Categories: The Anthony Family

by Jeanne Gehret


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HeaDSCN0933ring about Susan’s westward-bound brothers, I began to wonder about their similarity to their famous sister. Who among their parents’ dinner guests inspired Susan, Daniel and Merritt to become such active proponents of reform? Why did the brothers move west, and what role did they take in forging Kansas’ self-identity?  How did Susan react when their militant methods to advance racial equality departed from their Quaker upbringing?

Once the Civil War settled the question of slavery, Merritt faded into relative obscurity. D.R., however, continued to muscle his way into a prominent role in Leavenworth, Kansas, where he settled with his bride Anna from Martha’s Vineyard.

Omigosh—a new family member. More questions arose: How did an islander survive on the prairie? What possessed Anna to marry a man twenty years her senior? How did her childhood in Massachusetts compare to her new role as a leading lady of Leavenworth? So many exciting ideas to explore and new places to visit!

The other Anthony sisters kept a relatively low profile, though Susan mentioned them frequently in her diaries. All three of them voted with SBA in 1872: Guelma, Hannah, and Mary. At one time or another, all of them lived on Madison Street in Rochester, New York, which Susan also called home.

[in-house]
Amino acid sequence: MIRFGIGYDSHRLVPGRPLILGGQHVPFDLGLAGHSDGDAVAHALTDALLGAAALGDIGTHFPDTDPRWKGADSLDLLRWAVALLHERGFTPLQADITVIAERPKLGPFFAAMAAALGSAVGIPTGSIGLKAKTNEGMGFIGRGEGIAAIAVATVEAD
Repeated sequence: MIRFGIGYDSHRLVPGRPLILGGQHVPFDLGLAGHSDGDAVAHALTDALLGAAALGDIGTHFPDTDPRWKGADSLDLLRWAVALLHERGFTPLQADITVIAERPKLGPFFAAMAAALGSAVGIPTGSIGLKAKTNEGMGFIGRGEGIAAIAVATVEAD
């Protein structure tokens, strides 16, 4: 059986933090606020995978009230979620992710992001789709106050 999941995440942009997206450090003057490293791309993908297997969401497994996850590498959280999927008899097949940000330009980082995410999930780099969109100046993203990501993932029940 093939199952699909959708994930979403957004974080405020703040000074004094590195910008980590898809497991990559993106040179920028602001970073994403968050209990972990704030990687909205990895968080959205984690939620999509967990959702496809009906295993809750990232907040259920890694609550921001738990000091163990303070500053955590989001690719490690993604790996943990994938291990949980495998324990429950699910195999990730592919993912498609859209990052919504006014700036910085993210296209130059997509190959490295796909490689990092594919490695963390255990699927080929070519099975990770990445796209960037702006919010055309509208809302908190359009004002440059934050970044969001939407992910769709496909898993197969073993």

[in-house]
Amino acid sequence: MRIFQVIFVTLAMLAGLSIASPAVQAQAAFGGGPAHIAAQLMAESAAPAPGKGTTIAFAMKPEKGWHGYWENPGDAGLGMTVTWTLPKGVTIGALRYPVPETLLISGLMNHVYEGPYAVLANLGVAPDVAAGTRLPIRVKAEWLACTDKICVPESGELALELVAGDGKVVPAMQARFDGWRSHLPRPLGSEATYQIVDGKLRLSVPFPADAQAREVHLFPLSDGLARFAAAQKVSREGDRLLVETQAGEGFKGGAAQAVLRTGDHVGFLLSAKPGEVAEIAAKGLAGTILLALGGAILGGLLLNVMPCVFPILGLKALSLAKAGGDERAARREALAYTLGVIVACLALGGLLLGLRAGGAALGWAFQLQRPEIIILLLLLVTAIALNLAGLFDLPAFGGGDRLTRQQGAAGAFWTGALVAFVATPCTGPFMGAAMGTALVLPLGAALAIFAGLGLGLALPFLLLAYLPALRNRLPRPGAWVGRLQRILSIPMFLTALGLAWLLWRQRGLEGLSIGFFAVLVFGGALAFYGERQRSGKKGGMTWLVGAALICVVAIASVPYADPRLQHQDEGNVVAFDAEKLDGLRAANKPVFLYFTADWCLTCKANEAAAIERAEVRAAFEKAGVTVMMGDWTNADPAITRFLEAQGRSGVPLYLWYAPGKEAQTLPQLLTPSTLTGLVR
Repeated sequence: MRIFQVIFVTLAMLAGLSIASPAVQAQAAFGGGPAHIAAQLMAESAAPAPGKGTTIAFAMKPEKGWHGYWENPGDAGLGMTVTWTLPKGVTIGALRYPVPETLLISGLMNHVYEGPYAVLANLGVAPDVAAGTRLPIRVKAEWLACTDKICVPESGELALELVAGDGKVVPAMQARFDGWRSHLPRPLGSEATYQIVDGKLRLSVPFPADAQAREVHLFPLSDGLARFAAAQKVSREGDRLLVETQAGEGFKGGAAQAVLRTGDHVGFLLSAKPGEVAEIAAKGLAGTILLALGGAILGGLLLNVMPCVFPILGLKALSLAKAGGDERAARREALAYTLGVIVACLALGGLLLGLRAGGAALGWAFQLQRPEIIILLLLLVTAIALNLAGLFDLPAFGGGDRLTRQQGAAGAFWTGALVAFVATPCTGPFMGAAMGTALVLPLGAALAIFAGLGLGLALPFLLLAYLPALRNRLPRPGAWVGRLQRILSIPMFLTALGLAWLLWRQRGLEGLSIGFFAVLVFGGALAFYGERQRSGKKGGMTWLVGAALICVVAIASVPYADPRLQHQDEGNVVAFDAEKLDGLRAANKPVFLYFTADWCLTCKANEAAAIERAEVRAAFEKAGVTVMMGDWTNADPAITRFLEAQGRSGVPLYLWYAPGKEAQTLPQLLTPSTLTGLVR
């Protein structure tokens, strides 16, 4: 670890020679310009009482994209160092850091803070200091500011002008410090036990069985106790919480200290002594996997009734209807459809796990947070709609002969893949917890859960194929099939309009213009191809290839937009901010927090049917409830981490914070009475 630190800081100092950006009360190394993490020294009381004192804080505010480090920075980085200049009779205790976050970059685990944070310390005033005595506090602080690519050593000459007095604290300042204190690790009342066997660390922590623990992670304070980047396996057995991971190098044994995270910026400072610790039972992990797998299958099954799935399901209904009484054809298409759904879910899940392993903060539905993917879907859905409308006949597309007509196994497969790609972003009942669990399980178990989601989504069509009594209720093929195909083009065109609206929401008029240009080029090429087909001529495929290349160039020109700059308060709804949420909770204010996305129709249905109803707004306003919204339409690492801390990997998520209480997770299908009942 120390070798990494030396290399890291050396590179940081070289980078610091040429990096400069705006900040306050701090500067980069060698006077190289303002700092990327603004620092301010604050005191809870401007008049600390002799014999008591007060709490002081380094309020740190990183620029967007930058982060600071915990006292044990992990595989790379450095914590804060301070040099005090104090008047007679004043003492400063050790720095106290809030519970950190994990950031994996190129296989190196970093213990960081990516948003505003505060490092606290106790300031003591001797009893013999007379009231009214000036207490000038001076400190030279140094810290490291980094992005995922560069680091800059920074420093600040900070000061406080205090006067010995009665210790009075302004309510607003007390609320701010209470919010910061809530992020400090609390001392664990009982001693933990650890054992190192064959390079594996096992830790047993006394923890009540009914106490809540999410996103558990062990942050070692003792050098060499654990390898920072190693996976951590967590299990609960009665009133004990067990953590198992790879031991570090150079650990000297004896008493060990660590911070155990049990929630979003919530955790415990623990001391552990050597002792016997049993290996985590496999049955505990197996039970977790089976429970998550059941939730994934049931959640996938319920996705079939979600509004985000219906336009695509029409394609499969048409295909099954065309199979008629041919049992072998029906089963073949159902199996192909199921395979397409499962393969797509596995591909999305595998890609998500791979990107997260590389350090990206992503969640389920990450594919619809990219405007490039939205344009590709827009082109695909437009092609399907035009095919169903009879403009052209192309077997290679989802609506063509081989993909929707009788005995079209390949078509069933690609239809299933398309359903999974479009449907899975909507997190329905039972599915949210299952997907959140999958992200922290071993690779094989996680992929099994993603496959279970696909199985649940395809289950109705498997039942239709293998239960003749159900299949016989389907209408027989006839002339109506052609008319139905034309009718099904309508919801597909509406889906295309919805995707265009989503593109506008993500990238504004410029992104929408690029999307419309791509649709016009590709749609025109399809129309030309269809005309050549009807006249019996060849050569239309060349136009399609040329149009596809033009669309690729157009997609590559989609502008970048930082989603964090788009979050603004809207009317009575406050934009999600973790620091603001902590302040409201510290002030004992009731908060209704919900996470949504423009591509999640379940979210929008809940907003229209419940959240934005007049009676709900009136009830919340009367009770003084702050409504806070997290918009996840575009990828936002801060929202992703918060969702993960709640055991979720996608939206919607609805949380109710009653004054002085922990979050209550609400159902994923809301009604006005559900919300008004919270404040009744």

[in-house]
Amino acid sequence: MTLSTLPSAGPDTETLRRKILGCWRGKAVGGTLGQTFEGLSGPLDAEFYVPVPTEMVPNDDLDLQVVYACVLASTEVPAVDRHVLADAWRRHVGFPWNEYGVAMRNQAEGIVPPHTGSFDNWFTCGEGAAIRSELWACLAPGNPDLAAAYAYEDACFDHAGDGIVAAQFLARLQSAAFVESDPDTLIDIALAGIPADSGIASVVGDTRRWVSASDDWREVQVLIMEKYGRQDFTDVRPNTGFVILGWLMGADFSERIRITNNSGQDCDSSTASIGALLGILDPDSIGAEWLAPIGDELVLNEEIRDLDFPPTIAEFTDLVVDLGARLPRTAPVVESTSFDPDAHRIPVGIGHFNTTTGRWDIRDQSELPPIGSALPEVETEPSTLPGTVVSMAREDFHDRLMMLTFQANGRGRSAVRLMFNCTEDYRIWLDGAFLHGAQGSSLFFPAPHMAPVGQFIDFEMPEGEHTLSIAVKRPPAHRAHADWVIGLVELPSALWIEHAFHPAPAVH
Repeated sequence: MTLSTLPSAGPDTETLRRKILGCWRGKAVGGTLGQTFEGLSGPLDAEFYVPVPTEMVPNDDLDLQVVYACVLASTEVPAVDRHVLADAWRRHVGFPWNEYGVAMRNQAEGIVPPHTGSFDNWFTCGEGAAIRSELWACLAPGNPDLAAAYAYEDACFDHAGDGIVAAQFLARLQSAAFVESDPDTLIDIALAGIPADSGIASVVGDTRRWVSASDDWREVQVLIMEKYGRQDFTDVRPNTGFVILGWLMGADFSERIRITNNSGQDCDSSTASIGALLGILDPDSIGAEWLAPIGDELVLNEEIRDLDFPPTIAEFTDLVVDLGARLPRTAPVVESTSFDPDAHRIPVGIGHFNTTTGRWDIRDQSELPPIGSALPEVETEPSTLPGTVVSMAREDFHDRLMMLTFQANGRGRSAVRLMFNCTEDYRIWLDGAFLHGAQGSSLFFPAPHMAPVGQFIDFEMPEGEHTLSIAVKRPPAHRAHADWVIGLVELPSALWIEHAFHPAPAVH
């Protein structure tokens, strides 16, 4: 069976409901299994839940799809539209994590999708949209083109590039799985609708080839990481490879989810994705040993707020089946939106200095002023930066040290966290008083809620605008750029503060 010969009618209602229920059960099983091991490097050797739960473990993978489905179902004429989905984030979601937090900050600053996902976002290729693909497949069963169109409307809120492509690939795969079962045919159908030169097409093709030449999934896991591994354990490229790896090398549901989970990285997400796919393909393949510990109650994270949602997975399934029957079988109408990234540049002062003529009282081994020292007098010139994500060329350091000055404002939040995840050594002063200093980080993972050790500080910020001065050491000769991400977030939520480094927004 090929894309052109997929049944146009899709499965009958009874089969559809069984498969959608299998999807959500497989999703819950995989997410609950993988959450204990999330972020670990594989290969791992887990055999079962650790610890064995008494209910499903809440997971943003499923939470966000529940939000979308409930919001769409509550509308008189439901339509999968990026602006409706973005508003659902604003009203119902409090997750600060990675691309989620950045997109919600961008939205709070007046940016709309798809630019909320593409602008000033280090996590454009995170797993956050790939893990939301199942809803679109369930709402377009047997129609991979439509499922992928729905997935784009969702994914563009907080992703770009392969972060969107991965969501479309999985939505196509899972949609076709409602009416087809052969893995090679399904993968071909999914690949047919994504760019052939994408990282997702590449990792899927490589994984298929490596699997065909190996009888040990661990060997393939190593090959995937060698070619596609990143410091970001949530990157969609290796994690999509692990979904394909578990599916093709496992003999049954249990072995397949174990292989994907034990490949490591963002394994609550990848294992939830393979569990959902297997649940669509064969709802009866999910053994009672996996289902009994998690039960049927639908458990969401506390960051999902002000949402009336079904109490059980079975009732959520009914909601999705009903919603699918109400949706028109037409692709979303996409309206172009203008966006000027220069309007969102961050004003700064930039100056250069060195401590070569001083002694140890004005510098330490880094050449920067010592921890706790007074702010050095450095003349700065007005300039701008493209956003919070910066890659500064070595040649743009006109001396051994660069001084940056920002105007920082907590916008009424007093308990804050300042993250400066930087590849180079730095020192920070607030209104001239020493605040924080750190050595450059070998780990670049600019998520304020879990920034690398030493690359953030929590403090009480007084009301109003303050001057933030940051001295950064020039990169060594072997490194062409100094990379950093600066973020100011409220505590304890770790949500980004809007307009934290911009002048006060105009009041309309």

Though the Anthonys were opinion-makers, they were highly-influenced by Quakerism and reforms that swept the northeast, as well by as the customs and inventions that hindered or helped them. I’m working on a historical novel that includes Susan but delves more deeply into the western Anthony families. The research has been fascinating but I doubt that even the most devoted novel reader would want the story to be bogged down by all the tidbits I’ve learned and places I’ve visited. Instead, this blog will serve as a parking space for some of those details so I can get on with writing action, dialogue, characters, and a true story so compelling you’d swear I made it up. Join me as I explore them in the context of American history from 1820 to 1950, commencing on the east coast and ending on the west.

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